Keeping Up with Vaccinations a Year-Round Challenge for Some Schools

With just three weeks left in the school year, some Chicago Public Schools are finishing work that many schools try to have done at the beginning of the year.

It's not schoolwork, but making sure all children are up to date on their shots and annual physicals.

CPS says it starts the school year with 78 percent of students in compliance with medical requirements, but some schools fall far below that average.

Brandis Friedman has the story of one school that started the school year far from medical compliance.

TRANSCRIPT

Brandis Friedman: For the students, this is the hardest part. But 12-year-old Dashauna McGary knew that she could be brave.

Dashauna McGary: It will just feel like a mosquito biting you, and just like a pinch.

Friedman: But for the adults here at Dulles Elementary getting one or two shots administered is minor compared to getting shots for hundreds of students over the course of the year.

Shari DavisShari Davis

Shari Davis, physician’s assistant: We find that unfortunately a lot of the CPS students are out of compliance for their physicals and vaccinations. There's a certain grade level where they are supposed to have a certain physical, vaccinations schedule.

Friedman: Shari Davis is the physician's assistant for the St. Bernard Hospital pediatric mobile health unit. The van travels to schools around the district providing immunizations, physicals and screenings needed to keep students healthy in school.

Dulles Elementary on the South Side has an enrollment of about 700 students.

At the beginning of the school year, approximately 500 of them needed some combination of screenings or shots.

Now, only a few remain.

Jolene Galpin, principal at Dulles Elementary: It makes me think, how can I ensure those last 25 kids are in medical compliance by end of the year?

Jolene GalpinJolene Galpin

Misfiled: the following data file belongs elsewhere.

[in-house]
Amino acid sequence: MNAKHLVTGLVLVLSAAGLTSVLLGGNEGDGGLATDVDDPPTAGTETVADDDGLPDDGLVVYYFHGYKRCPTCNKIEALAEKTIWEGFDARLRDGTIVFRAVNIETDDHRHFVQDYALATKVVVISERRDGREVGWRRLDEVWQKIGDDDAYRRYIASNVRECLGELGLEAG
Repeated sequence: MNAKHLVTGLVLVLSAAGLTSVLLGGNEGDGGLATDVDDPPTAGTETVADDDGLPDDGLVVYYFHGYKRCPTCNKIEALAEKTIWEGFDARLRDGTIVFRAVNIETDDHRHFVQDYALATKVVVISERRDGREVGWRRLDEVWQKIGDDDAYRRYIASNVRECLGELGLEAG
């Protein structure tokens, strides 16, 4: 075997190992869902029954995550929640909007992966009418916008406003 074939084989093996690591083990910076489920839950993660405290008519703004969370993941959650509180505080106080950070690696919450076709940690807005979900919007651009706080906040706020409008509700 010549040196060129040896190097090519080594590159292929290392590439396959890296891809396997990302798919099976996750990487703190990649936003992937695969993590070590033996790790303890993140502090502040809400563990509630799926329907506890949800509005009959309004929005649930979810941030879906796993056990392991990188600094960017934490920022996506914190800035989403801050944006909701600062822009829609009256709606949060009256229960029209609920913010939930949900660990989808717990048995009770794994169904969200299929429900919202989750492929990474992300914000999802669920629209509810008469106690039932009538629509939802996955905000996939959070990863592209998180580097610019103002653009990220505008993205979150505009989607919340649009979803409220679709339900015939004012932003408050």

Friedman: Principal Jolene Galpin and her team spend time scheduling visits from various mobile health units or making sure children can visit a neighborhood clinic to have paperwork completed.

Galpin: I think that the families and students in our community struggle with getting easy access to medical facilities in the community.

Friedman: Katrina Pavlik works with Communities In Schools, a nonprofit that works to connect schools with additional services, everything from field trips to arts performances, to access to health services.

Pavlik says schools like Dulles are going above and beyond what's required, but it's necessary to keep kids in school.

Katrina Pavlik: I think schools are in a tough position. They need that student in their seat learning, that’s really where they need to be. Schools with the limited amount of resources that they have are doing their very best to make sure that they are in compliance, but also serving the direct and most timely needs of the students.

Friedman: In addition to lack of access to care, students become non-compliant over the summer, as new requirements kick in for new grades. And parents have a hard time navigating the process.

Katrina PavlikKatrina Pavlik

Pavlik: The families that have the trouble are families that may not know about available insurance for their families. They may not have transportation. They may not be able to take off of work to take their child to the doctor. So their schools have really stepped in to help those families access resources where it's most convenient which is in the school.

Friedman: Galpin says she's planning to make mobile health visits and trips to clinics a regular thing.

She already has three visits from the St. Bernard health van scheduled for next school year.


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